Not all exercises are created equal. Some are better than others, but it’s easy to fall into one of two traps in selecting your exercises.
First, while you can and should start with bodyweight exercises, they’ll only get you so far.
“We start people with bodyweight-only workouts," Sam Stauffer, Spartan's Director of Training, said. "Once a solid base of training is built, we add weights.”
Second, if you do get into weights, it's not uncommon to fall into the bodybuilder trap of doing the best-known movements: bench presses, deadlifts, and yes, bicep curls.
Many popular exercises have room for improvement, and here’s what to trade them out for.
Swap Out the Military Press For the Arnold Press
The military press — also known as the barbell overhead press — is a great exercise. I still do it sometimes, just for variety. That said, it has three shortcomings.
1. Your head gets in the way.
2. Your shoulders can’t rotate.
Think about how your shoulders move when you throw a punch, chest pass a basketball, or just stretch your arms overhead. They want to rotate internally as you reach your hands away from your body.
3. The bottom of the movement typically isn’t quite to the bottom of the shoulders’ range of motion.
The Arnold press, a variant of the dumbbell shoulder press, solves all of these issues. Your head naturally isn’t in the way when you use dumbbells, and by allowing your shoulders to rotate naturally, you work with your muscle’s natural range of motion while reducing the stress on your joints.
Perform Butterfly Lateral Raises Instead of Regular Lateral Raises
The lateral raise is the main isolation movement people use to build their medial deltoids, or the outside of the shoulder. Like the military press, it doesn’t use the full range of motion of the targeted muscle, but in this case the problem is much worse — the exercise doesn’t go far enough, both at the bottom and top of the motion.
In addition, isolation movements are just plain less productive than compound movements.
The butterfly lateral raise is somewhat compounded while still mostly focusing on the medial deltoids, and has about twice the range of motion. And like the Arnold press, it achieves this by adding shoulder rotation.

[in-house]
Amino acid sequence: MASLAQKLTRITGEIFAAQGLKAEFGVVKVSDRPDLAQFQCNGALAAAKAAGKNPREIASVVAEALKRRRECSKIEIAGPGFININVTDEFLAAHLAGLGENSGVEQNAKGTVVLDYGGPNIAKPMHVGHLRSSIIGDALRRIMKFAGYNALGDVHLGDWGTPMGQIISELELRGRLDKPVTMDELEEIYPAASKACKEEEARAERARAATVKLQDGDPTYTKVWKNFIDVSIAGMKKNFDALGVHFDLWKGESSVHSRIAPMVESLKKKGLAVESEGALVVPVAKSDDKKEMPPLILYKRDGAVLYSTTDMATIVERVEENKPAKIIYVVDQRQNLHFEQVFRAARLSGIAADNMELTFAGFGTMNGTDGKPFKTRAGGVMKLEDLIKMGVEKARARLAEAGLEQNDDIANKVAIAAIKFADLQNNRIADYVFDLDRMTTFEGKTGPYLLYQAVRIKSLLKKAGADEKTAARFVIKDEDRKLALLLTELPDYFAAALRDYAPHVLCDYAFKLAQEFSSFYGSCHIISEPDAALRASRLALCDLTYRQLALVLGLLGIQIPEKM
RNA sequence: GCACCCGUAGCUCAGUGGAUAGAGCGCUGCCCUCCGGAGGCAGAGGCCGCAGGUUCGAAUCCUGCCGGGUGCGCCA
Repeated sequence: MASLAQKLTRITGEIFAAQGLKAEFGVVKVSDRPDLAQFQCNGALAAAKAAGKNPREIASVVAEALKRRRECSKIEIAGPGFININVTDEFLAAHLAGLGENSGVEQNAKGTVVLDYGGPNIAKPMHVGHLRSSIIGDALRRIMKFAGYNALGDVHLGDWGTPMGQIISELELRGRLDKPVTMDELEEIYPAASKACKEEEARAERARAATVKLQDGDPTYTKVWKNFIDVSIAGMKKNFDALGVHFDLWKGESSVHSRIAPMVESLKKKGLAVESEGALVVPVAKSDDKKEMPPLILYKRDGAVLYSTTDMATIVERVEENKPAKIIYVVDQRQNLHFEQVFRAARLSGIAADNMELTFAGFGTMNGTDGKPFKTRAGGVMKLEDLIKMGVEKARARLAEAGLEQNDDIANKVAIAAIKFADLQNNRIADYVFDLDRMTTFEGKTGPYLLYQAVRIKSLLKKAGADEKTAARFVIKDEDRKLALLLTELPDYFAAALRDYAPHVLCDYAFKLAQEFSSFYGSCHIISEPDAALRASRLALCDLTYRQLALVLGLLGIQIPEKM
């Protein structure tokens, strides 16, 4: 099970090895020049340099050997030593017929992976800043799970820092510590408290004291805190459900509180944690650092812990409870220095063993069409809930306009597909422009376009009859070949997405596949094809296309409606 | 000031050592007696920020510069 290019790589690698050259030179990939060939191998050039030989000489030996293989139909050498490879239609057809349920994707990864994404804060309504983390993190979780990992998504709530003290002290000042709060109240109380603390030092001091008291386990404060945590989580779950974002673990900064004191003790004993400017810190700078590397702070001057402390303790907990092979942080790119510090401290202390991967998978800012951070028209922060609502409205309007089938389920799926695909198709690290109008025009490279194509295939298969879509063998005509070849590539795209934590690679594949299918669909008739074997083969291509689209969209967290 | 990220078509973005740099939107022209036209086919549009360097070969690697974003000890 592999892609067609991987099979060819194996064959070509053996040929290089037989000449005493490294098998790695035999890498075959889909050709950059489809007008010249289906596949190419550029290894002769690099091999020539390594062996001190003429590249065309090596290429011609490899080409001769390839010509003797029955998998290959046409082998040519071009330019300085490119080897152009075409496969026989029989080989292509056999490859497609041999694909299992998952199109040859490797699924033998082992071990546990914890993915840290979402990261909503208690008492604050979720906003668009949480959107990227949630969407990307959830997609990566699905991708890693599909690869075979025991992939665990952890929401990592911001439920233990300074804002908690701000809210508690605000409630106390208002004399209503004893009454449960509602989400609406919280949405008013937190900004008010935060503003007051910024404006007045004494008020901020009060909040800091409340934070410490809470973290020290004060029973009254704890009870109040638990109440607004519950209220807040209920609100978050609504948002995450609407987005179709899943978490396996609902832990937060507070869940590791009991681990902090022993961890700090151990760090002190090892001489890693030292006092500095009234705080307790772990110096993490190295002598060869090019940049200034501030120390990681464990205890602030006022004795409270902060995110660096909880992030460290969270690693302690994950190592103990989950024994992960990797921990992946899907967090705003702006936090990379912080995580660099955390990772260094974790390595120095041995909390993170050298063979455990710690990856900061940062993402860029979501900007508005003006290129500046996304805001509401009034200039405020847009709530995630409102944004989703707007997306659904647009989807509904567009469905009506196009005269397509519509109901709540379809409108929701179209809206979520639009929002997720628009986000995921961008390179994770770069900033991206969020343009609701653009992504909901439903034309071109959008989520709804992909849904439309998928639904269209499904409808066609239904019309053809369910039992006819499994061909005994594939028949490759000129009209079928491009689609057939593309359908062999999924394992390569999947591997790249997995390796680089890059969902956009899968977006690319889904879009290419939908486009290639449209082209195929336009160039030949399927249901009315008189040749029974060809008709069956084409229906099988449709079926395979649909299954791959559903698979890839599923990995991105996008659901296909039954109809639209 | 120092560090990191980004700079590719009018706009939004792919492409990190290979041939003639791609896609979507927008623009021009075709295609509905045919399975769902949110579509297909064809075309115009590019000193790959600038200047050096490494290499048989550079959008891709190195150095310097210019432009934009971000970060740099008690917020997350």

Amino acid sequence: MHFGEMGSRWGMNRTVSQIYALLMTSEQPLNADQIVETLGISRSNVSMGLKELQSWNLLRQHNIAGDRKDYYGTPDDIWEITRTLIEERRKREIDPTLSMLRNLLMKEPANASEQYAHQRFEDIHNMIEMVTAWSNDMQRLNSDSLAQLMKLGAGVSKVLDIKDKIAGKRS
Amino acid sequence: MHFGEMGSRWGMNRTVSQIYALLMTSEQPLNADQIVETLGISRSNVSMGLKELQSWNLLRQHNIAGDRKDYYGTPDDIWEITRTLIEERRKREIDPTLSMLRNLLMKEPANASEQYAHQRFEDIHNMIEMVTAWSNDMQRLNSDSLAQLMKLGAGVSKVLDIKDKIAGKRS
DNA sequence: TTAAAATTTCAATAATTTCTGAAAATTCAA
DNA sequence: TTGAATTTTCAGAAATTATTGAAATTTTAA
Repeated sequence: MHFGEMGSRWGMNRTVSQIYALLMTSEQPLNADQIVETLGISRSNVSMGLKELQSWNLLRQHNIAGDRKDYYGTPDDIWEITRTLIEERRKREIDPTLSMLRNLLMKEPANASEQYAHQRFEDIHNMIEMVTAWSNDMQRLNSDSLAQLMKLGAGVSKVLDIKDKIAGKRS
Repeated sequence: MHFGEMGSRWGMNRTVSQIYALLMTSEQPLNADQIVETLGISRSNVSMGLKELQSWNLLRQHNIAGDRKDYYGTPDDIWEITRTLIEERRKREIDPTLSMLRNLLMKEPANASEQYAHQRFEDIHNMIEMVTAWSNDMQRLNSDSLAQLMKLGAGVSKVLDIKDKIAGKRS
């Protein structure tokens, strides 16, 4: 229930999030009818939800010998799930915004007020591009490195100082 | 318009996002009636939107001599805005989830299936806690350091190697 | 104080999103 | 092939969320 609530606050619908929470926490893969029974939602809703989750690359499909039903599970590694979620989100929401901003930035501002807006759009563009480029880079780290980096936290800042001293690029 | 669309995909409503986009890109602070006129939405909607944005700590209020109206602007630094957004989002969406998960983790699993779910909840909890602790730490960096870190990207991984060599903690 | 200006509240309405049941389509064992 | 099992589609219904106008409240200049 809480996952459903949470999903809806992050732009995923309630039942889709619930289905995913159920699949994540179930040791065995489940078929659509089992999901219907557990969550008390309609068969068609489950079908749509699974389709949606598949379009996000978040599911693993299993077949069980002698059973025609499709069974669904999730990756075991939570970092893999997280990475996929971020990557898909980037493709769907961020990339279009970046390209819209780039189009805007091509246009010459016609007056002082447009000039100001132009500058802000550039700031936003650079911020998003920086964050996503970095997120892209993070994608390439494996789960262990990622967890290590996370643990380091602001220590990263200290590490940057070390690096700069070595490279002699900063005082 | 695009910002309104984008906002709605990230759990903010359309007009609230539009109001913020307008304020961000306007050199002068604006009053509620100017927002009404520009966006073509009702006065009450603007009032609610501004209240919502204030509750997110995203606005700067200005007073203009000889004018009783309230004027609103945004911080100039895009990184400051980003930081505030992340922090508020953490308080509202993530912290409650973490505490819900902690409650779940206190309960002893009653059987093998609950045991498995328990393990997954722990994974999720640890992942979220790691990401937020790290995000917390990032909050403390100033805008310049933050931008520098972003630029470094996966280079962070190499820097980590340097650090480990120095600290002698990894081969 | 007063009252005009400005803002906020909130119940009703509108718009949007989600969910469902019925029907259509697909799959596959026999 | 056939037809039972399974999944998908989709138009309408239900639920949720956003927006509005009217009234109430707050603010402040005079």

Swap Out Bodyweight Squats For Kettlebell Swings
To be clear, squats are a great exercise. Barbell squats are great for building maximal strength, and bodyweight squats are important for building a base of fitness. However, many people continue doing bodyweight squats long after they’re too strong to benefit from them.
If you can do 50 or more bodyweight squats, it’s basically cardio at that point. Barbell squats and kettlebell swings are both great alternatives, but we’ll focus on kettlebell swings as the high-rep option, and also the one you’re probably better able to do at home.
Kettlebell swings are performed at high speed and generally for moderately high reps, so they combine aspects of strength, power, and endurance. Unlike squats, they secondarily work the arms and back — essentially the entire posterior chain. That means that all on their own, kettlebell swings work about half your body, and combine resistance training AND cardio.
Push-Ups For Push-Ups From a Deficit (Weights Optional)
Push-ups are a great exercise from a movement pattern perspective, notwithstanding that — like bodyweight squats — you may at some point get too strong for them. Once again, the range of motion has room for improvement.
The problem is your face — you could go lower if it wasn’t hitting the floor. The solution is to elevate your hands on a pair of objects. Foam blocks are common, but any two stable objects of equal height can work.
Note that you can also add weight to push-ups by wearing a weighted vest. I recommend this if you can do 20 or more push-ups. If you can’t do push-ups, knee push-ups are still good, and a deficit will still make them more effective.
Do One-Armed Rows Instead of Bicep Curls
Bicep curls are the ultimate vanity exercise. Once again, they have a poor range of motion. (Plus, they’re isolation movements.) On top of that, the curved path that the dumbbell takes means that the resistance's effectiveness changes throughout the movement. At the top and bottom, you’re almost moving the dumbbell horizontally, so there’s very little resistance.
Rows are better bicep exercises, and they also work your back. One-armed rows benefit from bilateral deficit, the phenomenon wherein you can exert more strength if you only have to move one limb at a time.
One-armed rows can be done with a dumbbell or a kettlebell, such as the Spartan Helmet Kettlebell.
Swap In Bicycle Crunches For Sit-Ups
If you’ve done sit-ups with your feet held in place, you’ve undoubtedly noticed that they seem to be more of a quad exercise than an ab exercise. That’s obviously a problem, but less obvious is that they focus exclusively on your abdominals, leaving the obliques out completely.
Related: 3 Things You Don’t Know About Your Core
You’ve probably done bicycle crunches before too. They can be good, but the key is — once again — to utilize the full range of motion. That means both coming up to work your rectus abdominus, and twisting all the way to each side to work the obliques. Resist the temptation to truncate the movement so you can do them faster.